New Zealand in South Africa 2012-13

Peterson looking over his shoulder

Having been preferred to Imran Tahir for now, Robin Peterson will be hoping to nail down a place in South Africa's Test side while keeping one eye on Tahir's return to form

Firdose Moonda

January 8, 2013

Comments: 19 | Text size: A | A

Robin Peterson trapped Brendon McCullum in front, South Africa v New Zealand, 1st Test, Cape Town, 2nd day, January 3, 2013
Robin Petersen says he is a better fit into the current South African side © AFP
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If Robin Peterson had eyes in the back of his head, they would be fixed on Newlands this weekend. While Peterson and the South African team will be in Port Elizabeth contesting the second Test against New Zealand, the Lions will take on the table-topping Cobras in a first-class fixture in Cape Town, with the resurgent Imran Tahir as part of their pack.

Tahir took 12 wickets in his last match to bowl the Lions to victory on a dry pitch in Durban where the bounce aided him. His tally since returning from his embarrassing Adelaide outing sits at 17 wickets in three matches at an average of 18.29. In that time, he has bowled only one no-ball, showing marked improvement from his constant overstepping on tour.

More importantly, he has regained his self-esteem which was left shredded after his Australian experience. "When he came back to us after the tour, he was very down," Lions coach Geoffrey Toyana told ESPNcricinfo. "But he has worked really hard and he is enjoying himself now and his confidence is up again."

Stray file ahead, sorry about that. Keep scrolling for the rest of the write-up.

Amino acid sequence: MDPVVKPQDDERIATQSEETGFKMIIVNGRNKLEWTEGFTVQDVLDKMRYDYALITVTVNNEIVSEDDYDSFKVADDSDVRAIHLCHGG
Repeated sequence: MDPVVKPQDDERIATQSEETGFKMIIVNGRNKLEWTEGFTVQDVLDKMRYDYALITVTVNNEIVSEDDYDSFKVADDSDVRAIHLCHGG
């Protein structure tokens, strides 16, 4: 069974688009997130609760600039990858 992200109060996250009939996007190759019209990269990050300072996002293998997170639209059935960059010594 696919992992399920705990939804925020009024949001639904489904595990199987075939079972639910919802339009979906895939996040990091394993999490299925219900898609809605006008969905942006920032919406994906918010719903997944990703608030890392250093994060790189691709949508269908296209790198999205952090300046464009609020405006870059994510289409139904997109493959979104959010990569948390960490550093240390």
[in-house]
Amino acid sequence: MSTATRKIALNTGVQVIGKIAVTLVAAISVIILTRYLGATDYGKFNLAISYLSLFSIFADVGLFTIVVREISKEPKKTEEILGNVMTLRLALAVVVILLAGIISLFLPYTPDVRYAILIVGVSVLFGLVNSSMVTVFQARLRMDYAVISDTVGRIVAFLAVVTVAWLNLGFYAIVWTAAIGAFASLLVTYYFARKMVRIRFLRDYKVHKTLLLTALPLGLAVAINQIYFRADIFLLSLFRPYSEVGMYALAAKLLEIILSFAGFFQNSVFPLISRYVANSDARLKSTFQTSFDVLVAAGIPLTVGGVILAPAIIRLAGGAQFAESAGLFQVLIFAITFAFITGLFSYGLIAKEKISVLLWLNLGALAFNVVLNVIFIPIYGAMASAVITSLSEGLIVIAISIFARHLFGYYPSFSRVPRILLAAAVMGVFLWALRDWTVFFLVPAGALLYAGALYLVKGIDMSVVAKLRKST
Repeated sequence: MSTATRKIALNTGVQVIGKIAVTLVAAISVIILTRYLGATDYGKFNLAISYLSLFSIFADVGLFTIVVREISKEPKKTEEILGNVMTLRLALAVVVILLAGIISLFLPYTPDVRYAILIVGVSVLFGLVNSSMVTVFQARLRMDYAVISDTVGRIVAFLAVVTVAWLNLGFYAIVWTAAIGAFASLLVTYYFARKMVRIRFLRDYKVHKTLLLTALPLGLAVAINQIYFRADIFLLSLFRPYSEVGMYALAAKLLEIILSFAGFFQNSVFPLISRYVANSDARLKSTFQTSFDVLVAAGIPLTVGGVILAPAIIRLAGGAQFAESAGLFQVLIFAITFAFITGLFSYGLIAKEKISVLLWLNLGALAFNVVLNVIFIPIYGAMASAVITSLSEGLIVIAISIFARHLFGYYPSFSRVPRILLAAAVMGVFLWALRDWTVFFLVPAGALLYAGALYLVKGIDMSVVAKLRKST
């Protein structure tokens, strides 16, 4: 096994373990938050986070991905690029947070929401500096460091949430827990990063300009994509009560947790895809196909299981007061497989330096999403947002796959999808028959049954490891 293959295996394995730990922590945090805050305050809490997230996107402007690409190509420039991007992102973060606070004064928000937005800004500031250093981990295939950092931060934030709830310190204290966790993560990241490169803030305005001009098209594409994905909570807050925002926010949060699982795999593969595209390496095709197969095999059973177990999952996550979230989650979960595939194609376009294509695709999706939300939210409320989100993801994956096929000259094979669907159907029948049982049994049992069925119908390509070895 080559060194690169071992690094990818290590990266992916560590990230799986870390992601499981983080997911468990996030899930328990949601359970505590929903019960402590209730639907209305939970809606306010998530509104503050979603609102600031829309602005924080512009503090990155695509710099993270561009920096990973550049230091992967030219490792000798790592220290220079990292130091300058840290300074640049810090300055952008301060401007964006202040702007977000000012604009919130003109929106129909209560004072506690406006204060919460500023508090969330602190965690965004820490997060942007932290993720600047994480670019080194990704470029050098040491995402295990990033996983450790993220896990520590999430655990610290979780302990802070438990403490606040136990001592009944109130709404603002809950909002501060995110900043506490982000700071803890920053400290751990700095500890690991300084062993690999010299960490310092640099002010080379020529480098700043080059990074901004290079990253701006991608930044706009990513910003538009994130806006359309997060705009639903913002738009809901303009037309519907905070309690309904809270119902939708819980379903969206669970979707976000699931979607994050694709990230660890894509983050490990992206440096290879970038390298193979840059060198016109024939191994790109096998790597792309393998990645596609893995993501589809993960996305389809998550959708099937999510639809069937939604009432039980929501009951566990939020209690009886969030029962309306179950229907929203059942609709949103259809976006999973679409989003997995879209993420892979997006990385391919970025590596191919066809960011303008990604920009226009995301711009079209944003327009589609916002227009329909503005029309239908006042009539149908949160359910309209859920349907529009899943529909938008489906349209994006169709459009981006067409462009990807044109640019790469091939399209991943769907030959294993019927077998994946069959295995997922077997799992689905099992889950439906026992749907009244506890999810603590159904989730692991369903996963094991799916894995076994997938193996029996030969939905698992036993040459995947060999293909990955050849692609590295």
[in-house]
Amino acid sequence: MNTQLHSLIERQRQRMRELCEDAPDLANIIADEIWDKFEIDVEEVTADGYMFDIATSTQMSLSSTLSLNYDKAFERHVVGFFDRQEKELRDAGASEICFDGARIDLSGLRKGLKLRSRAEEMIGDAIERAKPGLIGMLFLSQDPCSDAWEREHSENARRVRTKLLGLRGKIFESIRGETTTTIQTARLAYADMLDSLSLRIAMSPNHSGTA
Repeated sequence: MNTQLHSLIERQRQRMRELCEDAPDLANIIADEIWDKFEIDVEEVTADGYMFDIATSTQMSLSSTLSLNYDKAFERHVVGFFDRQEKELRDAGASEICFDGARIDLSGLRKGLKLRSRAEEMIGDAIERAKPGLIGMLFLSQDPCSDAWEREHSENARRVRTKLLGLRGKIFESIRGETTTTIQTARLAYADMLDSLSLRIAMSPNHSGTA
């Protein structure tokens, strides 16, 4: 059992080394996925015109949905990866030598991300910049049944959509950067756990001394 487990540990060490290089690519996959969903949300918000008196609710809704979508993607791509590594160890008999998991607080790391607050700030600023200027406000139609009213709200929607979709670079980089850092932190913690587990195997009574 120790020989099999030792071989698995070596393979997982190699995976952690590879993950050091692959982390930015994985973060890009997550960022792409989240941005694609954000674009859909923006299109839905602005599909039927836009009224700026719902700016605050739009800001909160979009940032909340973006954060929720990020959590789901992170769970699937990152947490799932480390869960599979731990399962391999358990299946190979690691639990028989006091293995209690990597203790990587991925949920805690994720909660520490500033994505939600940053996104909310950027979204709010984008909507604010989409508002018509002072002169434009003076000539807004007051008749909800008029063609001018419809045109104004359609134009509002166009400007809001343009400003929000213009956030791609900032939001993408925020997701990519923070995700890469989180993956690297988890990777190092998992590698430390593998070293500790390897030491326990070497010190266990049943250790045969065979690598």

Under Toyana, the Lions have had a culture change. Almost all of their squad credits that to the new energy and enthusiasm in the group and it seems to be contagious. Tahir returned to them to play in the domestic one-day cup final which was washed out on both the scheduled day and the reserve day. He took two wickets in two overs when the match was replayed and seemed to have a good time as he started to erase the Australian nightmare from memory.

He has come into his own in the longer form again thanks to careful coaxing by Toyana and his bowling coach Gordon Parsons. "We've told him not to try too many things at once," Toyana said. Tahir's desperation for variety cost him in Australia where he also failed to flight the ball and bowled quicker and flatter with little success. "His googly is working well for him and he has done very well against the left-handers," Toyana said.

The Lions have given Tahir a clear role and have altered their strategy when using him, which has also worked well. Tahir is an out and out strike bowler for them whereas at national level he has to balance between attack and defence. But he has not used his mandate as a wicket-taker to leak runs. In 112.1 overs, Tahir conceded 311 runs across the three matches, at a rate of 2.77 runs an over.

Toyana explained that field placings have helped Tahir create pressure and take wickets. "We've started off by getting the outfielders around in his first few overs and then once he has found rhythm, we bring in the short leg and the silly point and those kinds of close catchers," he said. "It's worked well for now because batsmen always try to attack Imran and with what we are doing, they have not got away with that."

With Tahir "still very much part of our plans," according to both coach Gary Kirsten and convener of selectors Andrew Hudson, Peterson should be feeling the heat. Although his Test comeback yielded six wickets, and subsequent match 1 for 42, he was guilty of delivering some loose balls and Brendon McCullum labelled him "innocuous".

Petersen is not letting outside influences affect him too much. "I like to stick to one game at a time. If you try and look too far ahead, you can get caught up in things," he said. At 33-years-old, he may not be thought to have a lengthy career ahead of him but Petersen had previously said he is of the school who believes cricketers really blossom after 30, so he hopes for an extended run.